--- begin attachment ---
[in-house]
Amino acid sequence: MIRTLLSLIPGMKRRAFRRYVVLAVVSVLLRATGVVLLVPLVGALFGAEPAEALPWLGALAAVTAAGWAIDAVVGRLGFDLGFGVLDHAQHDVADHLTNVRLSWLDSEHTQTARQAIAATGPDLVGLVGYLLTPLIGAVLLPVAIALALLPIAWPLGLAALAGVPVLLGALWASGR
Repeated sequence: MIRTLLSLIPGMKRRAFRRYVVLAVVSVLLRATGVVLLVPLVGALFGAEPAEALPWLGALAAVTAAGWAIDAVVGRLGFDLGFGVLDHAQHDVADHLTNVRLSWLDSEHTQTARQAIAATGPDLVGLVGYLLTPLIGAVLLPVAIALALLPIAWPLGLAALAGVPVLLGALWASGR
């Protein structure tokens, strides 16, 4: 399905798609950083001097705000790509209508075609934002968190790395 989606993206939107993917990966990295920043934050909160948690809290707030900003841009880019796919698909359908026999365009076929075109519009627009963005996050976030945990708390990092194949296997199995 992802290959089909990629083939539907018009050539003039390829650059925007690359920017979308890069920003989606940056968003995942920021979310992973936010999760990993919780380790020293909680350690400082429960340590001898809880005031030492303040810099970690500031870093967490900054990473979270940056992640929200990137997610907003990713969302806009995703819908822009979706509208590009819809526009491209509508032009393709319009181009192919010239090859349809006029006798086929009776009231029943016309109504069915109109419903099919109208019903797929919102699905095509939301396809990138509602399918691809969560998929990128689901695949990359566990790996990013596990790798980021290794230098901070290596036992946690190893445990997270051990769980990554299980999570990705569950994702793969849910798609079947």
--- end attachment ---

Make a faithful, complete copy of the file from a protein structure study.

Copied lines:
[in-house]
Amino acid sequence: MIRTLLSLIPGMKRRAFRRYVVLAVVSVLLRATGVVLLVPLVGALFGAEPAEALPWLGALAAVTAAGWAIDAVVGRLGFDLGFGVLDHAQHDVADHLTNVRLSWLDSEHTQTARQAIAATGPDLVGLVGYLLTPLIGAVLLPVAIALALLPIAWPLGLAALAGVPVLLGALWASGR
Repeated sequence: MIRTLLSLIPGMKRRAFRRYVVLAVVSVLLRATGVVLLVPLVGALFGAEPAEALPWLGALAAVTAAGWAIDAVVGRLGFDLGFGVLDHAQHDVADHLTNVRLSWLDSEHTQTARQAIAATGPDLVGLVGYLLTPLIGAVLLPVAIALALLPIAWPLGLAALAGVPVLLGALWASGR
């Protein structure tokens, strides 16, 4: 399905798609950083001097705000790509209508075609934002968190790395 989606993206939107993917990966990295920043934050909160948690809290707030900003841009880019796919698909359908026999365009076929075109519009627009963005996050976030945990708390990092194949296997199995 992802290959089909990629083939539907018009050539003039390829650059925007690359920017979308890069920003989606940056968003995942920021979310992973936010999760990993919780380790020293909680350690400082429960340590001898809880005031030492303040810099970690500031870093967490900054990473979270940056992640929200990137997610907003990713969302806009995703819908822009979706509208590009819809526009491209509508032009393709319009181009192919010239090859349809006029006798086929009776009231029943016309109504069915109109419903099919109208019903797929919102699905095509939301396809990138509602399918691809969560998929990128689901695949990359566990790996990013596990790798980021290794230098901070290596036992946690190893445990997270051990769980990554299980999570990705569950994702793969849910798609079947």